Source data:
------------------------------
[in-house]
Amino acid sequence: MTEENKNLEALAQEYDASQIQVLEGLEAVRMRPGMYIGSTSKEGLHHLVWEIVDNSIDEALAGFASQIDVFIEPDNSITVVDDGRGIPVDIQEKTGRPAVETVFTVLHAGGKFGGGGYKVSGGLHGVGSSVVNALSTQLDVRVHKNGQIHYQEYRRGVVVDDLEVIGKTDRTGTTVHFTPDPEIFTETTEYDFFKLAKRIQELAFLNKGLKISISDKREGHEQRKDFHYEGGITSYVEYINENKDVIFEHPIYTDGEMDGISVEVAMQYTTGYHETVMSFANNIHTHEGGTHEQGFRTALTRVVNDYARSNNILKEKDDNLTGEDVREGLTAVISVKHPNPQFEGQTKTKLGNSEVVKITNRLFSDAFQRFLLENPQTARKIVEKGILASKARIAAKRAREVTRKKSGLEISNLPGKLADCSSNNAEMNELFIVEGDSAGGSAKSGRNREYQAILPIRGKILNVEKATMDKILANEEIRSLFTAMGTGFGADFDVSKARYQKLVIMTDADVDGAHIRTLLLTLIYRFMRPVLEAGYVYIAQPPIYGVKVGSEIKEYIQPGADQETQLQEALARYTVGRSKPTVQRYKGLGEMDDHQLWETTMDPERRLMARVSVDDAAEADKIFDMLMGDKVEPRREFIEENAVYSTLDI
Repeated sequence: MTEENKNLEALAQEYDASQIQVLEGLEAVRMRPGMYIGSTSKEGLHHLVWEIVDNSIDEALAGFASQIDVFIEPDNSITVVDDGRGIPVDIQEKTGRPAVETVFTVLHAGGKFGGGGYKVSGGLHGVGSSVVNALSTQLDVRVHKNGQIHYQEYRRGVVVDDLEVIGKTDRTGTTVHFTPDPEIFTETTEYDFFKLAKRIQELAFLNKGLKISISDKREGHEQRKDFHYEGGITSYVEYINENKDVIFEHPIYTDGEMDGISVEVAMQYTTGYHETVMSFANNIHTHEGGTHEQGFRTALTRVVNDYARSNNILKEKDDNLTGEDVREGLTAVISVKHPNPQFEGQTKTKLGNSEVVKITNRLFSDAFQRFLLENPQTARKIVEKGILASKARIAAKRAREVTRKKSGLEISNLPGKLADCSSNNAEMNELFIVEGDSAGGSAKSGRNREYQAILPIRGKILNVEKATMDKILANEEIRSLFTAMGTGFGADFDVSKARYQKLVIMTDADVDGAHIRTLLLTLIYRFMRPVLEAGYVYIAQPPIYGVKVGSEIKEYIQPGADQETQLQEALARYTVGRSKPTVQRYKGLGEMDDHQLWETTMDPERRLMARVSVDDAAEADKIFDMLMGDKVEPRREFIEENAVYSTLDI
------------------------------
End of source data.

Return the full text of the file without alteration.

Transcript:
[in-house]
Amino acid sequence: MTEENKNLEALAQEYDASQIQVLEGLEAVRMRPGMYIGSTSKEGLHHLVWEIVDNSIDEALAGFASQIDVFIEPDNSITVVDDGRGIPVDIQEKTGRPAVETVFTVLHAGGKFGGGGYKVSGGLHGVGSSVVNALSTQLDVRVHKNGQIHYQEYRRGVVVDDLEVIGKTDRTGTTVHFTPDPEIFTETTEYDFFKLAKRIQELAFLNKGLKISISDKREGHEQRKDFHYEGGITSYVEYINENKDVIFEHPIYTDGEMDGISVEVAMQYTTGYHETVMSFANNIHTHEGGTHEQGFRTALTRVVNDYARSNNILKEKDDNLTGEDVREGLTAVISVKHPNPQFEGQTKTKLGNSEVVKITNRLFSDAFQRFLLENPQTARKIVEKGILASKARIAAKRAREVTRKKSGLEISNLPGKLADCSSNNAEMNELFIVEGDSAGGSAKSGRNREYQAILPIRGKILNVEKATMDKILANEEIRSLFTAMGTGFGADFDVSKARYQKLVIMTDADVDGAHIRTLLLTLIYRFMRPVLEAGYVYIAQPPIYGVKVGSEIKEYIQPGADQETQLQEALARYTVGRSKPTVQRYKGLGEMDDHQLWETTMDPERRLMARVSVDDAAEADKIFDMLMGDKVEPRREFIEENAVYSTLDI
Repeated sequence: MTEENKNLEALAQEYDASQIQVLEGLEAVRMRPGMYIGSTSKEGLHHLVWEIVDNSIDEALAGFASQIDVFIEPDNSITVVDDGRGIPVDIQEKTGRPAVETVFTVLHAGGKFGGGGYKVSGGLHGVGSSVVNALSTQLDVRVHKNGQIHYQEYRRGVVVDDLEVIGKTDRTGTTVHFTPDPEIFTETTEYDFFKLAKRIQELAFLNKGLKISISDKREGHEQRKDFHYEGGITSYVEYINENKDVIFEHPIYTDGEMDGISVEVAMQYTTGYHETVMSFANNIHTHEGGTHEQGFRTALTRVVNDYARSNNILKEKDDNLTGEDVREGLTAVISVKHPNPQFEGQTKTKLGNSEVVKITNRLFSDAFQRFLLENPQTARKIVEKGILASKARIAAKRAREVTRKKSGLEISNLPGKLADCSSNNAEMNELFIVEGDSAGGSAKSGRNREYQAILPIRGKILNVEKATMDKILANEEIRSLFTAMGTGFGADFDVSKARYQKLVIMTDADVDGAHIRTLLLTLIYRFMRPVLEAGYVYIAQPPIYGVKVGSEIKEYIQPGADQETQLQEALARYTVGRSKPTVQRYKGLGEMDDHQLWETTMDPERRLMARVSVDDAAEADKIFDMLMGDKVEPRREFIEENAVYSTLDI